As shown in Figure 9 and as will be described in more detail below, the apparatus 200 can be coupled to a data processing and display system 900, which includes circuitry 904, 905 for processing volumetric datasets representing the ultrasound images captured by the probes 201 , 202, and a display device

909 for viewing the processed ultrasound images. As shown in Figure 13, the 3-D ultrasound volumetric datasets obtained by the ultrasound probes 201 , 202 can be processed and displayed as a single or as multiple image(s) of the volume of interest and the medical instrument 405 inserted into the volume of interest.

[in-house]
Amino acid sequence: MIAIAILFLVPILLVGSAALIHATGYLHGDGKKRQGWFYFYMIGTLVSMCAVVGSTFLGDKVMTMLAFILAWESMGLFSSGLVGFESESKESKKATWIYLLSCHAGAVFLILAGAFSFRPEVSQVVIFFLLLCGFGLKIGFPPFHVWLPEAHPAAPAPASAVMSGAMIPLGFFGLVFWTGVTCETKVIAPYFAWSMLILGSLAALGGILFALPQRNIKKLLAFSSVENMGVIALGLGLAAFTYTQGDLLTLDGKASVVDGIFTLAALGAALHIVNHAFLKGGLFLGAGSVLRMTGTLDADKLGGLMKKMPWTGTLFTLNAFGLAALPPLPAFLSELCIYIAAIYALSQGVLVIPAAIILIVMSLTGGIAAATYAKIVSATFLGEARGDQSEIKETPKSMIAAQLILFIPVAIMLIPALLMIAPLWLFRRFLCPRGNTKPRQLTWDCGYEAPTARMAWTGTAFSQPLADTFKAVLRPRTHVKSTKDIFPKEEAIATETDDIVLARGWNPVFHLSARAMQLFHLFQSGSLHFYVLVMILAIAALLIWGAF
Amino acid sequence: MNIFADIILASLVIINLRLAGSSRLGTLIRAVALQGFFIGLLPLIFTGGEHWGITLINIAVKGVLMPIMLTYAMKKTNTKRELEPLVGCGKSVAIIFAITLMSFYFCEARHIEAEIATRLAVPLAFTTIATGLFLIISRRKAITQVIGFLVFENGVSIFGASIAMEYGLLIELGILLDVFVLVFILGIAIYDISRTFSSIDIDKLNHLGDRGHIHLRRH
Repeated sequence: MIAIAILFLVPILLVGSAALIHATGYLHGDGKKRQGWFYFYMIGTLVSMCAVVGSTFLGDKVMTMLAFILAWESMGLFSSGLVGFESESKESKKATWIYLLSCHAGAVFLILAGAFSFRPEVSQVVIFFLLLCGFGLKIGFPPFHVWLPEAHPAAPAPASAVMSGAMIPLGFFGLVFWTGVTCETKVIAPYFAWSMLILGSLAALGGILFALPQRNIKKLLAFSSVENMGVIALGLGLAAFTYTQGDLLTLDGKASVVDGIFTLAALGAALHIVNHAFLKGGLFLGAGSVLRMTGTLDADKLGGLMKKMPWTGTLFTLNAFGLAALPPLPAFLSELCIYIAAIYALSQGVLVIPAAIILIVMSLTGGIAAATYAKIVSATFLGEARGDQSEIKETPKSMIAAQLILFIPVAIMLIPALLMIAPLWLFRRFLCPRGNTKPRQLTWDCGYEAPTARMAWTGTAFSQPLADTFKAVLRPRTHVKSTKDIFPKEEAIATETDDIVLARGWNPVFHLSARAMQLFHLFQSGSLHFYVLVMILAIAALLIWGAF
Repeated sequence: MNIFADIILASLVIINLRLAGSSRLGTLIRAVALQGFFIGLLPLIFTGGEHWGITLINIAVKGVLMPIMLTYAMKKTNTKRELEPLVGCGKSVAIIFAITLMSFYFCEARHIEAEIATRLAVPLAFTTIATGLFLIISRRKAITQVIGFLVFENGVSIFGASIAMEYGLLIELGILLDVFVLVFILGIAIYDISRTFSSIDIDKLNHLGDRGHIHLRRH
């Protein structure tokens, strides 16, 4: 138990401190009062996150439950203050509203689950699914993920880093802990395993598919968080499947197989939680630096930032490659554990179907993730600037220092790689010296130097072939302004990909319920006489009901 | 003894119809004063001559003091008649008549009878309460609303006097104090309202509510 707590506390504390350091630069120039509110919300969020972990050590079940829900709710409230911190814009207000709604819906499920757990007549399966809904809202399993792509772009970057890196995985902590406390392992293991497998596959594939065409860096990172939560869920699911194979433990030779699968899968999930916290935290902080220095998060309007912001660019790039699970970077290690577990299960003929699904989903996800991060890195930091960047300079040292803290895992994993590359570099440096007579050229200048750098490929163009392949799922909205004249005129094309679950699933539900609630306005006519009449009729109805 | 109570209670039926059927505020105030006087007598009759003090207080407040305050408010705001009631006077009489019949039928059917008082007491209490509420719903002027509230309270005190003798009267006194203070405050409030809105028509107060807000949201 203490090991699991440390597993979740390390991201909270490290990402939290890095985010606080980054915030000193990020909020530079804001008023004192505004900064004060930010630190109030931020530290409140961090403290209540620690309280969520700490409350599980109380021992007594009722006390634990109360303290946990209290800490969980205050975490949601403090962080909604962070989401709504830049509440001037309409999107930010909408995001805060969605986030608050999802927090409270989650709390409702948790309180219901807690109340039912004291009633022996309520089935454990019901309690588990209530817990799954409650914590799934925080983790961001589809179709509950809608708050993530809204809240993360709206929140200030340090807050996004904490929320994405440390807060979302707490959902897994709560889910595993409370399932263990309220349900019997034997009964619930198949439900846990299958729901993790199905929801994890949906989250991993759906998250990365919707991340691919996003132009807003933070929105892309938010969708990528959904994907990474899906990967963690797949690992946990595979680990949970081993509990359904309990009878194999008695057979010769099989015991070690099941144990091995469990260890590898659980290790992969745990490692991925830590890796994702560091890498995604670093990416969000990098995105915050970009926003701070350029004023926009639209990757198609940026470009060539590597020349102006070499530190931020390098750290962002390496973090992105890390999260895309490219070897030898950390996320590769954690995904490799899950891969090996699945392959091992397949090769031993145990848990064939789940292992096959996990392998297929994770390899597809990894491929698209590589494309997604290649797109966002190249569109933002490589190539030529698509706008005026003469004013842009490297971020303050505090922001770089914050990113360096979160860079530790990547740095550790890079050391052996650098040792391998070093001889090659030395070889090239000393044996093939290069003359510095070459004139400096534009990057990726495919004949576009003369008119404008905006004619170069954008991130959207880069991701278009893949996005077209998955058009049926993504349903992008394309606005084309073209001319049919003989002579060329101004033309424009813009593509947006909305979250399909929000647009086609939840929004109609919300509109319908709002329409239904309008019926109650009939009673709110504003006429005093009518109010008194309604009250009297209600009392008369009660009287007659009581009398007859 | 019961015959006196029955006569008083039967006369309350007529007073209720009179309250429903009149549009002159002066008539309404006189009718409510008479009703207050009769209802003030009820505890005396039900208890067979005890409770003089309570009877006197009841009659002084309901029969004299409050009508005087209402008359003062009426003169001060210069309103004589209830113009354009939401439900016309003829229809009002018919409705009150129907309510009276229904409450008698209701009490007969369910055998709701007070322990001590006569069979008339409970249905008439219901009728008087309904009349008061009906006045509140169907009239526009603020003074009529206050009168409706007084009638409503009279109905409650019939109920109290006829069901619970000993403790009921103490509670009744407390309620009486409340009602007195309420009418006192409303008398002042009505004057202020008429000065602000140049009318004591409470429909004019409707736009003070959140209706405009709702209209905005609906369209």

One particular application of this apparatus 200 is for imaging the anatomy of a patient's spine and a needle during an epidural injection, in which case the medical instrument 405 is an epidural needle and the target is the epidural space. Figure 1 shows the lower back of a patient's body 101 ; the vertebrae of the lower back are the thoracic vertebrae T12 102, lumbar vertebrae L1 103, L2 104, L3 105, L4 106, L5 107 and the sacrum 108. A preferred needle puncture site 111 is located between the third lumber vertebra L3 105 and the fourth lumbar vertebrae L4 106 in the midline M-M of the patient's spine and along a transverse T-T plane. The apparatus 200 in this application is designed as a portable device that a health care provider can place on the back of the patient undergoing the epidural injection. The apparatus 200 is positioned near the preferred puncture site 111 such that the health care provider may image the back and spine underneath the apparatus 200 and detect in the ultrasound image both the major anatomical features of interest and the tip and body of the needle 405 during the injection. The probes 201 , 202 are located on the mount 199 such that when the apparatus 200 is placed on the back of the patient with the medical instrument guide 203 directly above preferred puncture site 111 , the probes 201 , 202 are located at positions 109, 110 directly above the spinae erector muscles; it is expected that the muscle tissue at these locations 109, 110 serves as "windows" that transmits ultrasound particularly well. The probes 201 , 202 can also be oriented on the mount 199 such that propagation of the sound waves from each probe 201 , 202 is directed towards the spine. Optionally and not shown, rails can be provide on the mount 199 and the probes 201 , 202 can be slidably mounted on these rails to allow for adjustment of the probes' position to suit patients of different sizes.